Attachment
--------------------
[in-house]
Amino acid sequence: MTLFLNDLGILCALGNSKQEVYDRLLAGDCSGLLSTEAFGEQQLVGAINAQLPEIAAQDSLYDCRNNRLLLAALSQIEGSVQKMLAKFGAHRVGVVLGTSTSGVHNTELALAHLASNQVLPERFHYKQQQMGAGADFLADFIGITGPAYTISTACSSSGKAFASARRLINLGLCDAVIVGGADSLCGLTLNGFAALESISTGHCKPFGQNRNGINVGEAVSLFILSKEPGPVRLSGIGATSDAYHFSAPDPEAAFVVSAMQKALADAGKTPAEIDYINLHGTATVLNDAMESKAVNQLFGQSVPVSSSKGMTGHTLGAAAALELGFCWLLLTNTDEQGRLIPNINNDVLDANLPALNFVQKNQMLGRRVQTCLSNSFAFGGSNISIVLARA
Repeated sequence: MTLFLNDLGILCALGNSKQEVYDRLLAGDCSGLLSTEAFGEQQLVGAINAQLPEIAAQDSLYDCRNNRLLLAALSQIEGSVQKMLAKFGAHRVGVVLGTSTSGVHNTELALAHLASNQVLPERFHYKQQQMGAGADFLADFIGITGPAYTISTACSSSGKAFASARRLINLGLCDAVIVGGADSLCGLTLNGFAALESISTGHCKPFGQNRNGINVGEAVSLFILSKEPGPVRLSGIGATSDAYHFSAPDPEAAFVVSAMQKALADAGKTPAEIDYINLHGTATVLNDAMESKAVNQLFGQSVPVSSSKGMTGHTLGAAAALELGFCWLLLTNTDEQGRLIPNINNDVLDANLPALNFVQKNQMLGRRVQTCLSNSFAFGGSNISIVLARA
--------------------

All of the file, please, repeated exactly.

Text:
[in-house]
Amino acid sequence: MTLFLNDLGILCALGNSKQEVYDRLLAGDCSGLLSTEAFGEQQLVGAINAQLPEIAAQDSLYDCRNNRLLLAALSQIEGSVQKMLAKFGAHRVGVVLGTSTSGVHNTELALAHLASNQVLPERFHYKQQQMGAGADFLADFIGITGPAYTISTACSSSGKAFASARRLINLGLCDAVIVGGADSLCGLTLNGFAALESISTGHCKPFGQNRNGINVGEAVSLFILSKEPGPVRLSGIGATSDAYHFSAPDPEAAFVVSAMQKALADAGKTPAEIDYINLHGTATVLNDAMESKAVNQLFGQSVPVSSSKGMTGHTLGAAAALELGFCWLLLTNTDEQGRLIPNINNDVLDANLPALNFVQKNQMLGRRVQTCLSNSFAFGGSNISIVLARA
Repeated sequence: MTLFLNDLGILCALGNSKQEVYDRLLAGDCSGLLSTEAFGEQQLVGAINAQLPEIAAQDSLYDCRNNRLLLAALSQIEGSVQKMLAKFGAHRVGVVLGTSTSGVHNTELALAHLASNQVLPERFHYKQQQMGAGADFLADFIGITGPAYTISTACSSSGKAFASARRLINLGLCDAVIVGGADSLCGLTLNGFAALESISTGHCKPFGQNRNGINVGEAVSLFILSKEPGPVRLSGIGATSDAYHFSAPDPEAAFVVSAMQKALADAGKTPAEIDYINLHGTATVLNDAMESKAVNQLFGQSVPVSSSKGMTGHTLGAAAALELGFCWLLLTNTDEQGRLIPNINNDVLDANLPALNFVQKNQMLGRRVQTCLSNSFAFGGSNISIVLARA